The Lord of the Rings: The Two Towers Review
On first seeing Lord of the Rings: The fellowship of the Ring theatrically I found it to be rather flawed. I felt that the pacing was far to slow and I really didn't relate to the characters or the story. I must state that I have never read the books so my first experience of Lord of the Rings was with this first movie. I have however watched the film a number of times since and it has grown on me, with the extended DVD version proving to be a far superior movie with the character development working to flesh out our hero's motives in more detail. It was with some excitement that I attended the local cinema last December to catch the second instalment of the trilogy, The Two Towers.
The story picks up again straight away from the abrupt ending of the Fellowship, we are given a quick overview of Gandalf's battle and what has happened with the now separated Fellowship survivors. Aragorn (Viggo Mortensen), Legolas the elf (Orlando Bloom), and Gimli the dwarf (John
Rhys-Davies) continue to try and rescue hobbits Merry (Dominic Monaghan) and Pippin (Billy Boyd) from their Orc captors. Meanwhile Frodo and Sam make their way towards Mordor with the help of Gollum. The first 60 or so minutes of this middle trilogy movie moves with a quick pace and a certain amount of urgency. The overall feel of this picture is a richer and fuller piece with interwoven story lines and credit must be given to Jackson and the editors for cutting together the different plots perfectly.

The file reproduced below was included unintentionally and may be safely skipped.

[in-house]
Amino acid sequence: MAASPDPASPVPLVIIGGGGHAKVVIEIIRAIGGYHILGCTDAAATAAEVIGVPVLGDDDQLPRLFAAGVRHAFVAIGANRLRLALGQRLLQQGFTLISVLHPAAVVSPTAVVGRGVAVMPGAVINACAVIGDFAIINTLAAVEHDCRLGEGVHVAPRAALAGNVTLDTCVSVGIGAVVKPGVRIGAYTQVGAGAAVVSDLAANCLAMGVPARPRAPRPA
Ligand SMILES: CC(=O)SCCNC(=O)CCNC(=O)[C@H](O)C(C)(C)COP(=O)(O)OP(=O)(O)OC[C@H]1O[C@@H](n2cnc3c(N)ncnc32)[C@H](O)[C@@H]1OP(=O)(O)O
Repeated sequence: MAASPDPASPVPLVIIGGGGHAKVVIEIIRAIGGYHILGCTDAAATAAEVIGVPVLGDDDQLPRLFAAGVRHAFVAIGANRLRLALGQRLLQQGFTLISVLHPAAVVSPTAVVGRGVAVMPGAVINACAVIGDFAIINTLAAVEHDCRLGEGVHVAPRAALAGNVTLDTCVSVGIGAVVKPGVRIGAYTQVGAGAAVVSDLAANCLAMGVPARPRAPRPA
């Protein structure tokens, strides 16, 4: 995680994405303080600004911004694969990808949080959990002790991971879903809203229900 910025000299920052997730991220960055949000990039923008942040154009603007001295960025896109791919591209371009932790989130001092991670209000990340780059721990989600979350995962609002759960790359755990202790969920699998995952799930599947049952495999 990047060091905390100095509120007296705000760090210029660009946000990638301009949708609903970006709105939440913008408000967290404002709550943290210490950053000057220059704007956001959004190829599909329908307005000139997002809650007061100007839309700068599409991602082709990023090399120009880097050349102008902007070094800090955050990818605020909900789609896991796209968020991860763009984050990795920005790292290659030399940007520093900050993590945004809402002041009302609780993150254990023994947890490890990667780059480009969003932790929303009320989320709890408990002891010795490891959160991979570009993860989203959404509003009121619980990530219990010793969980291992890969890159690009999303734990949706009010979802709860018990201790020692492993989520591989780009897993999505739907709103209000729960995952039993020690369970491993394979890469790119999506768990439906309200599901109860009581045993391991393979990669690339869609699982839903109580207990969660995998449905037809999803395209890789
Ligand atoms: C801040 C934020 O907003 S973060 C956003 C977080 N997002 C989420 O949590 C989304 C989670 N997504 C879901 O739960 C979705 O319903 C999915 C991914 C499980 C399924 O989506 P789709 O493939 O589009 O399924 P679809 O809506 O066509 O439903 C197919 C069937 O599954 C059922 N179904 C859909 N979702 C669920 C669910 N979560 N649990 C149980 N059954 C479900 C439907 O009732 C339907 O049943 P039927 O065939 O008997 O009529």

This second film in my opinion is technically brilliant and a real piece of masterful film making. Jackson proves that he is a director with an immense talent for telling action packed and detailed stories, giving them the right amount of character development and special effects wizardry. The film does have a slower pace during the middle section as we get ready for the frenzied final act, and what a finale. The battle of Helms Deep is a stunning spectacle with live action and CGI effects blended seamlessly together for what must be considered one of the best battle sequences ever filmed. And talking about CGI effects, we cannot possibly forget the acting talent of Gollum. We have seen complete CGI characters in film before, but they are usually used as comic relief, never have I seen an animated computer graphic act as well as Gollums performance here. The scene were Frodo and Sam are asleep and the characters of Smegol and Gollum fight out their split personalities, will go down in cinema history as a defining moment in CGI acting and effects work. The Two Towers is arguably an Epic masterpiece, highly recommended.